‘Learning about life in the Royal Navy was our favourite topic...’

EYES DOWN From left, Reese Lewis, Courteney Kargobai, Niamh O'Shea, Curtis Frampton and Alan Thomas. Picture: Malcolm Wells (132010-3143)
EYES DOWN From left, Reese Lewis, Courteney Kargobai, Niamh O'Shea, Curtis Frampton and Alan Thomas. Picture: Malcolm Wells (132010-3143)
Yachts taking part in last years Clipper Round the World Race			             	  Picture: onEdition

‘Team spirit’ will keep us buoyant on global challenge

0
Have your say

We have been talking about our exciting year at Corpus 
Christi Catholic Primary School, writes headteacher Elizabeth Giltinan.

We have been voting for our favourite topic.

In Year 3/4 we decided it had to be the topic, in which we found out what it has been like to be in the navy.

We are immensely proud of our Portsmouth heritage, but some of us hadn’t visited the dockyard, so we thought this would be a great way to find out all about what life was like at sea.

We wanted to discover how sailors lived, and how this has changed over time.

We also wondered why Portsmouth became a naval port in the first place, so started researching Horatio Nelson.

We kick-started our learning when we came into school, to find we were press-ganged into the Royal Navy.

Admiral Haskell, Lieutenant Munns and Petty Officer Biddlecombe made us take part in field gun runs, tie knots for our sails, and take part in life at sea for a day.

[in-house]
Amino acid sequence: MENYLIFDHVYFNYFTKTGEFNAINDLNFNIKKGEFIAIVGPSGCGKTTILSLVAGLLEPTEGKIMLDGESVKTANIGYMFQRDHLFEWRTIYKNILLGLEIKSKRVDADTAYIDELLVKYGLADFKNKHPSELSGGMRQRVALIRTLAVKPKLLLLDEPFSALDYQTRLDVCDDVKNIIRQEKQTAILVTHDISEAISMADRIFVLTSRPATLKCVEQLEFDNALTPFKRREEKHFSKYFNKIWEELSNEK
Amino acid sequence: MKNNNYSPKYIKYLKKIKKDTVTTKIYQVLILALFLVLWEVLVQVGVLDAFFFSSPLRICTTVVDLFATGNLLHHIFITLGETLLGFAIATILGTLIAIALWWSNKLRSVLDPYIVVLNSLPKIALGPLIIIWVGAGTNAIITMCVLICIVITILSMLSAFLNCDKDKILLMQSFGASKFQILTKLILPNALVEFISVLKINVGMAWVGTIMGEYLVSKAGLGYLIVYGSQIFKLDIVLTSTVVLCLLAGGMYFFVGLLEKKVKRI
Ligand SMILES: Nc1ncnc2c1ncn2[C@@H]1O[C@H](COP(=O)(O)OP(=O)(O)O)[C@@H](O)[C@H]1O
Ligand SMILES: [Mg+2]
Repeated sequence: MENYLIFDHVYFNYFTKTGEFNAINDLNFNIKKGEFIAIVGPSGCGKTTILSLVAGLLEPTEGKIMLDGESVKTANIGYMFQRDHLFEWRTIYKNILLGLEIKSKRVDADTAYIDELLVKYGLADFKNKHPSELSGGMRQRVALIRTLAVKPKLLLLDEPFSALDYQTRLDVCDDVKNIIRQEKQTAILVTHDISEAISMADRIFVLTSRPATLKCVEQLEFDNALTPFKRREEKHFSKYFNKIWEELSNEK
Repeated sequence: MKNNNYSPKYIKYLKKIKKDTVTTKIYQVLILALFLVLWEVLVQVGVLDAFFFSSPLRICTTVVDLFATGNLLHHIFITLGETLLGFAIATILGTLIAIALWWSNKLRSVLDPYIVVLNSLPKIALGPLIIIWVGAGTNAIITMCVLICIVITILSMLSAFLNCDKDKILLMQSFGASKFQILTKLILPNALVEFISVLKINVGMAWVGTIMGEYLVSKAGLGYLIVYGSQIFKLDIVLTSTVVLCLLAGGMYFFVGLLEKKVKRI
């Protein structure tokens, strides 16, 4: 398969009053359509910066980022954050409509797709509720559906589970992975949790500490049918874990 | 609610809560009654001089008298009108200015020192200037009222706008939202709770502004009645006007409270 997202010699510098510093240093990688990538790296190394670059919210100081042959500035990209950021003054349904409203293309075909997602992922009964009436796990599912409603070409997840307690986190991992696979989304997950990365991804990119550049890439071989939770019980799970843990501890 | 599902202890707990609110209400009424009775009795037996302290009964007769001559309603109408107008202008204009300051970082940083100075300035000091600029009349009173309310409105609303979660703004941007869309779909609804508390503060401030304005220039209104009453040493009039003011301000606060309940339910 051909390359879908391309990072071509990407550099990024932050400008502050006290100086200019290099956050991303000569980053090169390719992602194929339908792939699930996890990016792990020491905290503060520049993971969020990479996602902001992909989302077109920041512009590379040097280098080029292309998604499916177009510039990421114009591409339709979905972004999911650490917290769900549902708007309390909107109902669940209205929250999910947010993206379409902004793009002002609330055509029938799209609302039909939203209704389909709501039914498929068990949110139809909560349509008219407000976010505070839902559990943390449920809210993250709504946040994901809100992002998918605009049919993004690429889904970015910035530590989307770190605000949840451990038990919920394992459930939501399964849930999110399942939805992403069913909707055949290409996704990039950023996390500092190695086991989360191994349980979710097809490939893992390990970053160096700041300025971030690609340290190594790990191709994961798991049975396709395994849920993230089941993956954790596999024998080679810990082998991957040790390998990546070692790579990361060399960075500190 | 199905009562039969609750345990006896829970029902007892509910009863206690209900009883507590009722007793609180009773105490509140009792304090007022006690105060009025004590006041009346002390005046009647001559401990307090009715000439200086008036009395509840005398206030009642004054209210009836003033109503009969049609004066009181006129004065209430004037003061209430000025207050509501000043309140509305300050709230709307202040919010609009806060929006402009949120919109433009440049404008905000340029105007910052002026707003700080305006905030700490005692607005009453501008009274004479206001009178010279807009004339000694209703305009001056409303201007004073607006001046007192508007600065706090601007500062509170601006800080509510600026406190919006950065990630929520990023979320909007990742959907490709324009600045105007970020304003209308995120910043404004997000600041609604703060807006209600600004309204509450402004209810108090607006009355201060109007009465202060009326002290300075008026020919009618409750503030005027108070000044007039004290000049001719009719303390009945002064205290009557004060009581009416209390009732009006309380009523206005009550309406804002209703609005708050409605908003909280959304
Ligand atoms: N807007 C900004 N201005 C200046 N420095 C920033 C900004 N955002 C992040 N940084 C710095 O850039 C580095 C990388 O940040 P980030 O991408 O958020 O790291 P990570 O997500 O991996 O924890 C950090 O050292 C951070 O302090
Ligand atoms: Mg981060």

We learnt all about Gosport, and harbours, and designed and made our own flashing lighthouses to protect our city.

Then, we made an amazing discovery.

Mrs Munns, our Year 3/4 teacher, is married to a real-life naval captain.

We wondered if we would be allowed to see his ship, HMS Diamond, so we asked.

We were given special permission to actually visit his ship.

Although the navy said that if the ship was suddenly needed somewhere in the world, we would have to understand that.

Thankfully, HMS Diamond wasn’t called away to duty, so we boarded ship, and met the crew and captain.

We even went on to the bridge to see how the ship was driven.

That was very different from the time of Nelson.

We heard how they had to be ready to go anywhere in the world where they were needed. We were so proud.

We wanted to find out about the icy waters of the Arctic, as our ships have to be ready to go anywhere in the world.

We learned all about icebergs and about the materials which early seafarers had to wear to keep warm in the cold weather.

Then, just as we were investigating icebergs, we had a surprise visitor – an inspector from Ofsted.

We told her all about the special coats we had made to keep our icemen cold, and explained what we had been finding out.

She told us we were outstanding!